As sustainable travellers, we can always pick the best transport to reduce our carbon footprints and fight climate change while still enjoying our holidays!
Bus, train, car or airplane – these are the most common modes of transportation when it comes to holidays. However, do you know that every time you travel, you leave behind a carbon footprint?
Travel & Carbon Emissions Series:
• What is Flight Carbon Offset & How Does it Work? 💨
• Carbon Offset Programme Types, Costs & Contributions ✈️
• Reducing Carbon Footprint: Flight, Car, Bus or Train? 🚂
We take a look at each mode of transport’s carbon emissions and how you can make your carbon footprint smaller. After all, being an eco-conscious traveller has become more important than ever.
What’s a Carbon Footprint?
Nearly every human activity produces a carbon footprint. According to Horticulture Australia, a carbon footprint is defined as “a direct measure of greenhouse gas emissions (CO2) caused by a defined activity.”
Things produced for human consumption such as food you eat or the objects you use – they all have its own carbon footprint. For example, toilet paper produced by clearing Canadian boreal forests releases an average of 26 million metric tons of CO2 each year.
Meanwhile, the global livestock that supports the meat industry for our food emitted a total of 7.1 gigatonnes of CO2, equivalent to 14.5 percent of total CO2 emissions produced by human activity. That also explains the global rise of vegan activism.
You might argue that these activities are too indirect to you – but do you know that one of the most direct ways an individual like you emits CO2 is actually through transport? Your choice of transport directly affects how much CO2 you emit.
Why Should I Care About My Carbon Footprint?
I don’t know if you’ve noticed, but the weather in Singapore has gotten more extreme lately. According to the National Climate Change Secretariat (NCCS), the annual mean temperature from 1972 to 2014 increased from 26.6°C to 27.7°C, while the mean sea levels from 1975 to 2009 in the Straits of Singapore have increased at a rate of 1.2mm to 1.7mm, year on year.
Obviously, you know that climate change is a global crisis. I’m sure when you’re holidaying you’d want a change of scenery – perhaps you’d like to go somewhere cold? Just take a look at Iceland. In 2019, it welcomed over 1.9 million visitors from all over the world.
However famed it might be for its relatively untouched landscape and glaciers, it’s not entirely immune to the effects of climate change and human activity. In the same year, scientists bid farewell to Okjökull, the first Icelandic glacier to melt away due to climate change.
I’m sure I don’t need to remind you that other tourist attractions will melt, burn, wash, erode away if we keep up with our unsustainable habits.
How Do I Minimise My Carbon Footprint?
I’d like for you to pay attention to point 30 of Columbia University’s Earth Institute‘s list on the easiest ways to reduce your carbon footprint. It finds that air travel is probably one of the biggest contributors to your personal carbon footprint, and it urges you to avoid it on shorter journeys.
Data collated by BBC from the Department for Business, Energy and Industrial Strategy (BEIS) and Defra Greenhouse Gas Conversion Factors 2019 supports this as well. Your average domestic or short-haul flight emits up to 30% more CO2 per passenger, per kilometre travelled.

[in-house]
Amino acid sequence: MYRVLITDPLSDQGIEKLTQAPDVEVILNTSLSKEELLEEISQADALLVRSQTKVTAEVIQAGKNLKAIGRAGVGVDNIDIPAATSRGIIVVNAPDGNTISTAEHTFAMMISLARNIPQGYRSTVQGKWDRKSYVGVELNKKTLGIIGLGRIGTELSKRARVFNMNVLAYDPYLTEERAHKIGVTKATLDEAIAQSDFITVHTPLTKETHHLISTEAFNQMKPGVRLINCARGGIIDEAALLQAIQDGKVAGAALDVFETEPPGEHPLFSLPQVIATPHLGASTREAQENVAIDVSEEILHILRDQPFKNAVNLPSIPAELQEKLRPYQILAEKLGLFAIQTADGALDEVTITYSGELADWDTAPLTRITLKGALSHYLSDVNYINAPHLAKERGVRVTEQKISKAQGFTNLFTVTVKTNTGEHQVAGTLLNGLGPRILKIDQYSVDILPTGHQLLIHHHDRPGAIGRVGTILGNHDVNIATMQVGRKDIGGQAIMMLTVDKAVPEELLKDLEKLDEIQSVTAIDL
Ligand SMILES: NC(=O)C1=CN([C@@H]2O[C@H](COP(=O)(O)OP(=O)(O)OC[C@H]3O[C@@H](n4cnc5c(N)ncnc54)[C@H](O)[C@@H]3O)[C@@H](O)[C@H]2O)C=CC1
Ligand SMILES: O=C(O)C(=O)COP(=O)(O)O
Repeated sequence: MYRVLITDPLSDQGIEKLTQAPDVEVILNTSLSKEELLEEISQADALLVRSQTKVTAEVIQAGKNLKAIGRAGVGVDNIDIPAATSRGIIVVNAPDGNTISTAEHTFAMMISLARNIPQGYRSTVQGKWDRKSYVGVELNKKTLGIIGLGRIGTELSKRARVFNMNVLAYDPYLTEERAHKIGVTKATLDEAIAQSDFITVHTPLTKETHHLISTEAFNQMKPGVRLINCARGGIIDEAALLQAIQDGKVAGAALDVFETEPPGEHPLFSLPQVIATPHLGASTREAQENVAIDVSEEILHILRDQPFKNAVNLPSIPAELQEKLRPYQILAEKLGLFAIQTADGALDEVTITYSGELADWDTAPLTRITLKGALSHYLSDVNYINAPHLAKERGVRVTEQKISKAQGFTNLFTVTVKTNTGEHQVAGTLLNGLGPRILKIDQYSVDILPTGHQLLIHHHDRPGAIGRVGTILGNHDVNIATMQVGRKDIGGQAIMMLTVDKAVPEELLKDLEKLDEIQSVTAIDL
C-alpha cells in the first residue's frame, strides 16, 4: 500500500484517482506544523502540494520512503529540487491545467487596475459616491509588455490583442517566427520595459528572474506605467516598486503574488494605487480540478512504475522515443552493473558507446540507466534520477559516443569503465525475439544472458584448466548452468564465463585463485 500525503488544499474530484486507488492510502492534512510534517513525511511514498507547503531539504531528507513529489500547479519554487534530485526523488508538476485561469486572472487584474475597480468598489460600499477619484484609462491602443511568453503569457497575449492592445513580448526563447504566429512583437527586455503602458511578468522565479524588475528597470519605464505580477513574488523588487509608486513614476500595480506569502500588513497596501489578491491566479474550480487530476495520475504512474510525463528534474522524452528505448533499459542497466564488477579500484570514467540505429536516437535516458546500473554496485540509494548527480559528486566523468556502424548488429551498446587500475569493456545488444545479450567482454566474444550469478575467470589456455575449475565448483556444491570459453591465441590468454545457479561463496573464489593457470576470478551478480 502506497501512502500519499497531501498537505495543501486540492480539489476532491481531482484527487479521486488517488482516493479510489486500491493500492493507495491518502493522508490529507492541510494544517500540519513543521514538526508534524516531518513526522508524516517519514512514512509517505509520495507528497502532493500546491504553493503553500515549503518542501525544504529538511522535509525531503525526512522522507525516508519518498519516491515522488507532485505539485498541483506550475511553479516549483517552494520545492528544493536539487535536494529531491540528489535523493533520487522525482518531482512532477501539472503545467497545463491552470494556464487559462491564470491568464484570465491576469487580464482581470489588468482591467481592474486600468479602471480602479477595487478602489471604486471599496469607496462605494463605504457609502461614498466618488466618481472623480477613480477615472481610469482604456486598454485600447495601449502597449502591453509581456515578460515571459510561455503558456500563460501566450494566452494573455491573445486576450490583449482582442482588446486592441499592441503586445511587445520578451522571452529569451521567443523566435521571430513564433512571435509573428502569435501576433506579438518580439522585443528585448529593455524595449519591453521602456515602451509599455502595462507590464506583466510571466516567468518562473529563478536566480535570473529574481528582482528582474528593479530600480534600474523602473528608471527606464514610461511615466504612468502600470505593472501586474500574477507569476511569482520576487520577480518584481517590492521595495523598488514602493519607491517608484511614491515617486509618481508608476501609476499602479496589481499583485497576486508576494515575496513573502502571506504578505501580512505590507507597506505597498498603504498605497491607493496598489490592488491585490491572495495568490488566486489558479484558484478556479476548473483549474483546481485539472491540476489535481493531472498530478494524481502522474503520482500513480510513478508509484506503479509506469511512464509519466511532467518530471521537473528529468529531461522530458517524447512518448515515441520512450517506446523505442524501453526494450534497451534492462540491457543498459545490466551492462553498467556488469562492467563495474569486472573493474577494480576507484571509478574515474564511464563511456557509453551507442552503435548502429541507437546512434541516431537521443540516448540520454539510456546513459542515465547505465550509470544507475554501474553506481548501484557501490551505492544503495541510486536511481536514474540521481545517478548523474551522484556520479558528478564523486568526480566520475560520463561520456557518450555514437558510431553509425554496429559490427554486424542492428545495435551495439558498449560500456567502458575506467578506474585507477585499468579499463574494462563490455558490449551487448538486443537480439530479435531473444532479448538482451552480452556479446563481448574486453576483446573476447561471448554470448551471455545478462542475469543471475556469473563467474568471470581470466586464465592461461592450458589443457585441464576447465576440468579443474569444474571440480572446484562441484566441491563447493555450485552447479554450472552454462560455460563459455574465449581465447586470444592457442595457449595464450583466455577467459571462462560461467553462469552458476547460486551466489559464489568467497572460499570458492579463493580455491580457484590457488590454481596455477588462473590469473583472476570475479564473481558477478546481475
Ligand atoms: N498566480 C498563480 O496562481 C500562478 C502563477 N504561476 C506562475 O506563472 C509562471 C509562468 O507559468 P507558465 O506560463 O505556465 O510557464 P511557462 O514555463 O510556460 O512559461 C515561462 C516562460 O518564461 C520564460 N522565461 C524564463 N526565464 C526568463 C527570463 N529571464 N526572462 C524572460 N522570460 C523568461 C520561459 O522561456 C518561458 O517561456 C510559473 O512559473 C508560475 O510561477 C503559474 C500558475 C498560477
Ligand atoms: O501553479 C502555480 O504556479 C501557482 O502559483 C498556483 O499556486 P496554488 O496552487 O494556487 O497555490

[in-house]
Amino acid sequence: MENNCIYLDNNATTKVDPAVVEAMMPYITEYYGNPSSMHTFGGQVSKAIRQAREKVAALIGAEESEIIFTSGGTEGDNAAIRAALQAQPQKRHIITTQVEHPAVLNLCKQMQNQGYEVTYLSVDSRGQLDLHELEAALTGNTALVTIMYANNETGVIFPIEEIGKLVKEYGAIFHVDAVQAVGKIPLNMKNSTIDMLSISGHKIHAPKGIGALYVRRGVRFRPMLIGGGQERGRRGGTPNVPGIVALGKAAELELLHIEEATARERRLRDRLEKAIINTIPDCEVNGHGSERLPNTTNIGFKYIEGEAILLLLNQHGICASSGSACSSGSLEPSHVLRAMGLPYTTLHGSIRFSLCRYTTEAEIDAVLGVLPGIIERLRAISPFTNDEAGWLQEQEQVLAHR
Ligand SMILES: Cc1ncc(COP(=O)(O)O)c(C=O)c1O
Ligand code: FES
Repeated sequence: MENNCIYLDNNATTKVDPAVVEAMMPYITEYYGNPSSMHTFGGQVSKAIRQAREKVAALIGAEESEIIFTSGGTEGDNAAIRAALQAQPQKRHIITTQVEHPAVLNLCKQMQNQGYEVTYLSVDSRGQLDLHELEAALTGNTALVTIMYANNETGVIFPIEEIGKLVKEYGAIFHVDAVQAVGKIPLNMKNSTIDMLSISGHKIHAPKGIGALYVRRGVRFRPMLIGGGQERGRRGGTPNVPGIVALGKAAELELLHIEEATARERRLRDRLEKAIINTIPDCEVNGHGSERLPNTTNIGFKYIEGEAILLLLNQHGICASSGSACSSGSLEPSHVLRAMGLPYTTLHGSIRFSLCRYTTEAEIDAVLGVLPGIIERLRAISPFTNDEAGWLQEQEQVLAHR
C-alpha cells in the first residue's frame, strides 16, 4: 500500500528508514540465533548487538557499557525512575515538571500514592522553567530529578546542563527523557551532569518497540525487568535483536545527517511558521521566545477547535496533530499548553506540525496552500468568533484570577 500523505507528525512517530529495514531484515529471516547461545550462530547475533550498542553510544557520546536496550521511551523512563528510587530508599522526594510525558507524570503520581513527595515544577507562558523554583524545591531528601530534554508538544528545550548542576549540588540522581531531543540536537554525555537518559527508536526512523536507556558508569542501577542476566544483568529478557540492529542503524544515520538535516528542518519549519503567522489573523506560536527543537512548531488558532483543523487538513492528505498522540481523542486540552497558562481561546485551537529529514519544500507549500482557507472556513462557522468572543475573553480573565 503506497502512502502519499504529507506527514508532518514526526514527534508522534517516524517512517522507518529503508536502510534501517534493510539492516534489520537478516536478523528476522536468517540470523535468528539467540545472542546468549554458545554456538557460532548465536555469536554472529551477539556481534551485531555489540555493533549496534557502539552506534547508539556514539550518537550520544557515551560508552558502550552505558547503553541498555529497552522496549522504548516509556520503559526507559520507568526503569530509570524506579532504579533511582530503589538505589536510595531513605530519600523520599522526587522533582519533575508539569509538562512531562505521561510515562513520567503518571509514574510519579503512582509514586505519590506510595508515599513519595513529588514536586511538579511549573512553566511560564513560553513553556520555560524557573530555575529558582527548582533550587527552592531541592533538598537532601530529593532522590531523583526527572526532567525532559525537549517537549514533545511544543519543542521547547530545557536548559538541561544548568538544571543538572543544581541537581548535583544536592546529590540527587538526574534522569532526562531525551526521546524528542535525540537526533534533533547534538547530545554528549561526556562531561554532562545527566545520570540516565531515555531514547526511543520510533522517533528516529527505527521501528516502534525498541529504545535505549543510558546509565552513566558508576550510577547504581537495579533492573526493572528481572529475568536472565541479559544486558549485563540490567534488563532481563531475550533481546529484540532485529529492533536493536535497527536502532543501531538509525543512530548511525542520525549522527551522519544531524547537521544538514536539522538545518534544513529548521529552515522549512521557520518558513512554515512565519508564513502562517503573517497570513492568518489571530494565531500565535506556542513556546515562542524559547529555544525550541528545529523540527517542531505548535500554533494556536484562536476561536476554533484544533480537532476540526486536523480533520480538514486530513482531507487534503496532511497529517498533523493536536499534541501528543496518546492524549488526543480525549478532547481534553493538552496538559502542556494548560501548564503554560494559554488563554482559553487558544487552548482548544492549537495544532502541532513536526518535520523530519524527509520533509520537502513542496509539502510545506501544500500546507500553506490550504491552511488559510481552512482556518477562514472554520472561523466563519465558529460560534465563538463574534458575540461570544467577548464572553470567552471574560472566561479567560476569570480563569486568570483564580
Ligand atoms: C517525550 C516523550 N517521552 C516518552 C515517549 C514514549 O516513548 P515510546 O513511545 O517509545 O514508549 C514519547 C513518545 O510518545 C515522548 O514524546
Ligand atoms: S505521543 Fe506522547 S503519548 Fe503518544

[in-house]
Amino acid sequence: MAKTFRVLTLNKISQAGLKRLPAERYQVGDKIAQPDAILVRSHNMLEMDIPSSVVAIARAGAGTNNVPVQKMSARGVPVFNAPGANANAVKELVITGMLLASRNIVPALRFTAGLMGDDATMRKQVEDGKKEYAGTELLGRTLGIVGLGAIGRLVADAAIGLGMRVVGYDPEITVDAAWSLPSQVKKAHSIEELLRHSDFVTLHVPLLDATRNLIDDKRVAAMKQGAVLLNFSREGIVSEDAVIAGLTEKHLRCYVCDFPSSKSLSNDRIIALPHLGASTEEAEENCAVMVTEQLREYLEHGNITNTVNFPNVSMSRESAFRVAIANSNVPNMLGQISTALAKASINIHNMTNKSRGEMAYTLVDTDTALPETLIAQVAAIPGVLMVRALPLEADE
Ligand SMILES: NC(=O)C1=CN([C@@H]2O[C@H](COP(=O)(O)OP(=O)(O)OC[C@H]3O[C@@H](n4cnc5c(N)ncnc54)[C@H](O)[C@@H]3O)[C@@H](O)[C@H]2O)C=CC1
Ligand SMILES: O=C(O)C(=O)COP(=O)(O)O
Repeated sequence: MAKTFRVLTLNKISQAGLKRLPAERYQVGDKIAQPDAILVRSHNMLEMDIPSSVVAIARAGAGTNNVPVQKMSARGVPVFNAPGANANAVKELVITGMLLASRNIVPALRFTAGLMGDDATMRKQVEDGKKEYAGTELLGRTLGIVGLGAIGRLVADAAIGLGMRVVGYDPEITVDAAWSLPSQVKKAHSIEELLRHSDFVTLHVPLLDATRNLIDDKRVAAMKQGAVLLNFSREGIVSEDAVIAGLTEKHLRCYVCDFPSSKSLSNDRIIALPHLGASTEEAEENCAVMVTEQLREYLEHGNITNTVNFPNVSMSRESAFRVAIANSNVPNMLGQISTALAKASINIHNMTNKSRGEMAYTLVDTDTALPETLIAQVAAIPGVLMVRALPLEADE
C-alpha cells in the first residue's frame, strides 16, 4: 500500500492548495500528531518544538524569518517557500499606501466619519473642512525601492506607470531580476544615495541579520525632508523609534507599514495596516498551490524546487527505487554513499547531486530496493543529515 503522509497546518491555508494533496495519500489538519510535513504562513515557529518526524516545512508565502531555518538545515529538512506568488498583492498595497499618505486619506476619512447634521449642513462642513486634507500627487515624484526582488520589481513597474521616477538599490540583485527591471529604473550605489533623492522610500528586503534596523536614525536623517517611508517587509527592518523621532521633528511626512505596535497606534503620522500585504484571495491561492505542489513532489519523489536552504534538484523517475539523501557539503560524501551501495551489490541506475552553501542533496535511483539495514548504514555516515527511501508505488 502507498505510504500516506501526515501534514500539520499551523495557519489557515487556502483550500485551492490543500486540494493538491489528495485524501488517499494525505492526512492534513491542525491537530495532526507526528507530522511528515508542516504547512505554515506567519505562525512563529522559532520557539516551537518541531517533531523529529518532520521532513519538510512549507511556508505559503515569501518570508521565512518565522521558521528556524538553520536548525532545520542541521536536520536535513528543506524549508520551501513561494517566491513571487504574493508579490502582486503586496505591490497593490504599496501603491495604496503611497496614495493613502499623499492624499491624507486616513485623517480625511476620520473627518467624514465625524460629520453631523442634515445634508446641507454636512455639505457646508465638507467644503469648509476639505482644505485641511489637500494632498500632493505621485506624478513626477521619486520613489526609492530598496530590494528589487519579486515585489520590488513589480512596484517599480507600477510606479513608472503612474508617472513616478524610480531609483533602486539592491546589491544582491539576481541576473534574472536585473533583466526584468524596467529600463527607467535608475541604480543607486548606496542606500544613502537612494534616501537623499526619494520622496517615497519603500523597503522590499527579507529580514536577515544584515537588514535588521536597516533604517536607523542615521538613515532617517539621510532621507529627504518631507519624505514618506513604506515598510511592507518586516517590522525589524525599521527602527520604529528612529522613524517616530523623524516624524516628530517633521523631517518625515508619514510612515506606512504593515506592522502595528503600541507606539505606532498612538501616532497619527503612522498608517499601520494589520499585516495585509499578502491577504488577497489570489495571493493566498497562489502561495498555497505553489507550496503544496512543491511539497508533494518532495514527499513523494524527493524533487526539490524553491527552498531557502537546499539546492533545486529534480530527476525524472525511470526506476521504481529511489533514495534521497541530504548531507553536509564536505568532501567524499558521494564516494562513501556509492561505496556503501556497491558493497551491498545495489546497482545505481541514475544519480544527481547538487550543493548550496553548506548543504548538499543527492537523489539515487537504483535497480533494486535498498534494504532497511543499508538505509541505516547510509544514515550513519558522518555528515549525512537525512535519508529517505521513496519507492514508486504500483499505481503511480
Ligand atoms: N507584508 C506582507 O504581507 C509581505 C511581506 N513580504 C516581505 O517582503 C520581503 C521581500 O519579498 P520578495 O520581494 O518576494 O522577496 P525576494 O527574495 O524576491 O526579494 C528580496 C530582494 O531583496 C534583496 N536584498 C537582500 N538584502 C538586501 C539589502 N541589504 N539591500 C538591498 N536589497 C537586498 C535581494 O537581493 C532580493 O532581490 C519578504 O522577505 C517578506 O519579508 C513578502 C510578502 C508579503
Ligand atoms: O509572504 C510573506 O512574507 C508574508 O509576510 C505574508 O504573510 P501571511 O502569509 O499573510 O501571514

Wait, What are the Carbon Footprints from Various Modes of Transportation?
Did you know that between 2017 to 2018, the world’s busiest international air link was actually between Singapore and Kuala Lumpur (KL), with 84 flights a day?
For a distance as short as around 350km, this flight may seem a little excessive, however enticing that 45-minute short journey may be. This graph will show you how much CO2 you emit on a Singapore-KL journey on various transport modes:
Singapore-KL Journey CO2 Emissions
I think the most interesting thing to note is that while a flight has the most carbon emissions, the duration for each mode of transport is quite similar. Sure, the Singapore-KL flight is 45 minutes, but the check-in and immigration, including your land journey from the airport to city centre would eventually add up to about four hours. Driving from Singapore to KL (off peak) would take around the same time too, but you emit less CO2.
Here’s a breakdown of a Singapore-KL flight:
|Check-in||1-2 hours before departure|
|Arrival & immigration||30 minutes|
|Journey to KL city centre||30 minutes|
|Total||~ 4 hours|
If you don’t drive, you can also opt for a bus or train journey that would take between five to seven hours. It’s a tad longer, but you pay less for the tickets, not to mention free baggage that comes along with it. What’s more, their carbon emissions are only a tiny fraction of a short haul flight.
How do I Make a Conscious Decision to Reduce my Carbon Footprint?
Changing your travelling habits to include car, bus or train for shorter journeys is more sustainable, and depending on the nature of your journey, it could also save you time and money!
Case in point: Singapore to Kuala Lumpur. A short, 45-minute flight actually involves lots of other variables – check-in, arrival, and journey to city centre – and this adds more time to your travel.
Not only that, it also costs more than your average train or bus ticket and you have to pay for baggage as well. Most importantly, you have the power to reduce up to a whopping 90% of environmental costs.
Enjoy a travel experience with no fees worldwide!